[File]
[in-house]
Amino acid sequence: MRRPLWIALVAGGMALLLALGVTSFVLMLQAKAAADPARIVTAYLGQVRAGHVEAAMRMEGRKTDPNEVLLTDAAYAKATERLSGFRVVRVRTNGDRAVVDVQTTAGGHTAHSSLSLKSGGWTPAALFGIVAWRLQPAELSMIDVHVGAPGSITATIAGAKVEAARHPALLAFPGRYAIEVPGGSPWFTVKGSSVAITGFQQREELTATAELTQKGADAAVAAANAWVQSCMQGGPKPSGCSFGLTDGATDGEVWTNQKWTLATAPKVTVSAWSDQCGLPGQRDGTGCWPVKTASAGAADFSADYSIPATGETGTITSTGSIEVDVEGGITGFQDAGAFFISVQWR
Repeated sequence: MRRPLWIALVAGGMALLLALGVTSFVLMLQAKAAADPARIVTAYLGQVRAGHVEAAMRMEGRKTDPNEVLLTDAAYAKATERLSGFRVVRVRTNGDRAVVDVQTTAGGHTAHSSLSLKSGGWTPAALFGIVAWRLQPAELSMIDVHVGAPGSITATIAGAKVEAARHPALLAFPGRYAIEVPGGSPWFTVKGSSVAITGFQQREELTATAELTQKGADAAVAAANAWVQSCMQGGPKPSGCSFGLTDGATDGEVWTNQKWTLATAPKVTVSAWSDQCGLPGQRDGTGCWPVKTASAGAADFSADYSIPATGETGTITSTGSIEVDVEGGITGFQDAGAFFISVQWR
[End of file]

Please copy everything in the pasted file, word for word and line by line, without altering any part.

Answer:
[in-house]
Amino acid sequence: MRRPLWIALVAGGMALLLALGVTSFVLMLQAKAAADPARIVTAYLGQVRAGHVEAAMRMEGRKTDPNEVLLTDAAYAKATERLSGFRVVRVRTNGDRAVVDVQTTAGGHTAHSSLSLKSGGWTPAALFGIVAWRLQPAELSMIDVHVGAPGSITATIAGAKVEAARHPALLAFPGRYAIEVPGGSPWFTVKGSSVAITGFQQREELTATAELTQKGADAAVAAANAWVQSCMQGGPKPSGCSFGLTDGATDGEVWTNQKWTLATAPKVTVSAWSDQCGLPGQRDGTGCWPVKTASAGAADFSADYSIPATGETGTITSTGSIEVDVEGGITGFQDAGAFFISVQWR
Repeated sequence: MRRPLWIALVAGGMALLLALGVTSFVLMLQAKAAADPARIVTAYLGQVRAGHVEAAMRMEGRKTDPNEVLLTDAAYAKATERLSGFRVVRVRTNGDRAVVDVQTTAGGHTAHSSLSLKSGGWTPAALFGIVAWRLQPAELSMIDVHVGAPGSITATIAGAKVEAARHPALLAFPGRYAIEVPGGSPWFTVKGSSVAITGFQQREELTATAELTQKGADAAVAAANAWVQSCMQGGPKPSGCSFGLTDGATDGEVWTNQKWTLATAPKVTVSAWSDQCGLPGQRDGTGCWPVKTASAGAADFSADYSIPATGETGTITSTGSIEVDVEGGITGFQDAGAFFISVQWR